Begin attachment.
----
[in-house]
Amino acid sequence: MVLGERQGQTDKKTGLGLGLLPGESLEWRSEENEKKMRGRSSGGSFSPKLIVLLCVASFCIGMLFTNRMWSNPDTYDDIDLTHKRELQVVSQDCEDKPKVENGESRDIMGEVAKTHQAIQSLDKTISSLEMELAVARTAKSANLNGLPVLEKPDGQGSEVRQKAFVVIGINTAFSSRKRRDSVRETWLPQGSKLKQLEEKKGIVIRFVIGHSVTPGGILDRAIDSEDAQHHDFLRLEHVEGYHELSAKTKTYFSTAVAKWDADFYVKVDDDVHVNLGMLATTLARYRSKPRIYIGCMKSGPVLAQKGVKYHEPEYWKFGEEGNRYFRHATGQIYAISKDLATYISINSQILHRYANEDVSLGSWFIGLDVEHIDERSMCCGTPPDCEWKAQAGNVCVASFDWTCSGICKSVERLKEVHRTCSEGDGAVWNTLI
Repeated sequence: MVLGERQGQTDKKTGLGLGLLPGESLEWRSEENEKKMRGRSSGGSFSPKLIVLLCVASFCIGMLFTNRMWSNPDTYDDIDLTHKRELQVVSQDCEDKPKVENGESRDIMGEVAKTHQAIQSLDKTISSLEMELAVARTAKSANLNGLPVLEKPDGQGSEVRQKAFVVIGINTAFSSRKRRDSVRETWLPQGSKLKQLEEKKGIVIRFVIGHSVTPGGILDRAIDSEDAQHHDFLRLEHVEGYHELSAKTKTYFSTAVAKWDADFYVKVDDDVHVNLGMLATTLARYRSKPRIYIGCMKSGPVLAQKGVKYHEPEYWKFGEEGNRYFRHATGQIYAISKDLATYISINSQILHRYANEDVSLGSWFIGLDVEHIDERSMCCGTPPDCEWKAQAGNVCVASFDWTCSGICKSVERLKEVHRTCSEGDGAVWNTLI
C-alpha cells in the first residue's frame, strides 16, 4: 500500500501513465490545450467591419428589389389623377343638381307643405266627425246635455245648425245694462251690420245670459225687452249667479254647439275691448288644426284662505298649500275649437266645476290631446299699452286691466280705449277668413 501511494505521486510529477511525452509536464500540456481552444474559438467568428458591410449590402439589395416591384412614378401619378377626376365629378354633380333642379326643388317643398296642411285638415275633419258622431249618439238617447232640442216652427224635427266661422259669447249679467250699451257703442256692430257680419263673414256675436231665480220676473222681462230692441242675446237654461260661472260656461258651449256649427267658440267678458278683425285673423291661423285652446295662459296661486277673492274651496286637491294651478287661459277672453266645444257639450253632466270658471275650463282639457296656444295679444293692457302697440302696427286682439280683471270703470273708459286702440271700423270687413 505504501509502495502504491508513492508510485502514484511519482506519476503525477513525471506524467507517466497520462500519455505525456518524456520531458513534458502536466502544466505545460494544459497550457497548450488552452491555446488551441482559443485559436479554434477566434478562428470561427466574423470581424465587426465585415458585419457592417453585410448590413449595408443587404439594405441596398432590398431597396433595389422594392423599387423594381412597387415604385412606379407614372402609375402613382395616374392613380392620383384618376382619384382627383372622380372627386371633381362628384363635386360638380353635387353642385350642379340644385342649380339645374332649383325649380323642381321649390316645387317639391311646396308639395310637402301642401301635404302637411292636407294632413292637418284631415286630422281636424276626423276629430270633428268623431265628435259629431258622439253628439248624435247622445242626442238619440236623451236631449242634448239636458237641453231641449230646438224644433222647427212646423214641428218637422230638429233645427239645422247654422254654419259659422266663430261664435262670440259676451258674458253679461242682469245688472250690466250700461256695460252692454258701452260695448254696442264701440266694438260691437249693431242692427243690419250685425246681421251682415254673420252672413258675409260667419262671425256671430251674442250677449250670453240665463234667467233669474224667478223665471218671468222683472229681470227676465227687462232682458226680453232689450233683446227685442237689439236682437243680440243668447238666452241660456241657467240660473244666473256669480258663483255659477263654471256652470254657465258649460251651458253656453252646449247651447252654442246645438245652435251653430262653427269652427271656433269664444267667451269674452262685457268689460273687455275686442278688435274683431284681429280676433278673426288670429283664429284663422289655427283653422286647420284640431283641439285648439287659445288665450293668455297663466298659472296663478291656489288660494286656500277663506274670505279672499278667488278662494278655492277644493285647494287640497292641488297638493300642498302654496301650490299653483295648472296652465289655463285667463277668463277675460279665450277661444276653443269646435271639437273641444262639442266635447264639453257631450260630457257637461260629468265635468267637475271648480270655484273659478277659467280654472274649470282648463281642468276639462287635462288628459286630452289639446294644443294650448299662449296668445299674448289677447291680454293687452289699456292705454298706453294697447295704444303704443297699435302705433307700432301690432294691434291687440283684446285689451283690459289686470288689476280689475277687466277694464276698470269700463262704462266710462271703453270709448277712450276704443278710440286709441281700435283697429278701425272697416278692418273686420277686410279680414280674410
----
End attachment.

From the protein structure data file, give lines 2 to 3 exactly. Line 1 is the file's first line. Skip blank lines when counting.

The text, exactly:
Amino acid sequence: MVLGERQGQTDKKTGLGLGLLPGESLEWRSEENEKKMRGRSSGGSFSPKLIVLLCVASFCIGMLFTNRMWSNPDTYDDIDLTHKRELQVVSQDCEDKPKVENGESRDIMGEVAKTHQAIQSLDKTISSLEMELAVARTAKSANLNGLPVLEKPDGQGSEVRQKAFVVIGINTAFSSRKRRDSVRETWLPQGSKLKQLEEKKGIVIRFVIGHSVTPGGILDRAIDSEDAQHHDFLRLEHVEGYHELSAKTKTYFSTAVAKWDADFYVKVDDDVHVNLGMLATTLARYRSKPRIYIGCMKSGPVLAQKGVKYHEPEYWKFGEEGNRYFRHATGQIYAISKDLATYISINSQILHRYANEDVSLGSWFIGLDVEHIDERSMCCGTPPDCEWKAQAGNVCVASFDWTCSGICKSVERLKEVHRTCSEGDGAVWNTLI
Repeated sequence: MVLGERQGQTDKKTGLGLGLLPGESLEWRSEENEKKMRGRSSGGSFSPKLIVLLCVASFCIGMLFTNRMWSNPDTYDDIDLTHKRELQVVSQDCEDKPKVENGESRDIMGEVAKTHQAIQSLDKTISSLEMELAVARTAKSANLNGLPVLEKPDGQGSEVRQKAFVVIGINTAFSSRKRRDSVRETWLPQGSKLKQLEEKKGIVIRFVIGHSVTPGGILDRAIDSEDAQHHDFLRLEHVEGYHELSAKTKTYFSTAVAKWDADFYVKVDDDVHVNLGMLATTLARYRSKPRIYIGCMKSGPVLAQKGVKYHEPEYWKFGEEGNRYFRHATGQIYAISKDLATYISINSQILHRYANEDVSLGSWFIGLDVEHIDERSMCCGTPPDCEWKAQAGNVCVASFDWTCSGICKSVERLKEVHRTCSEGDGAVWNTLI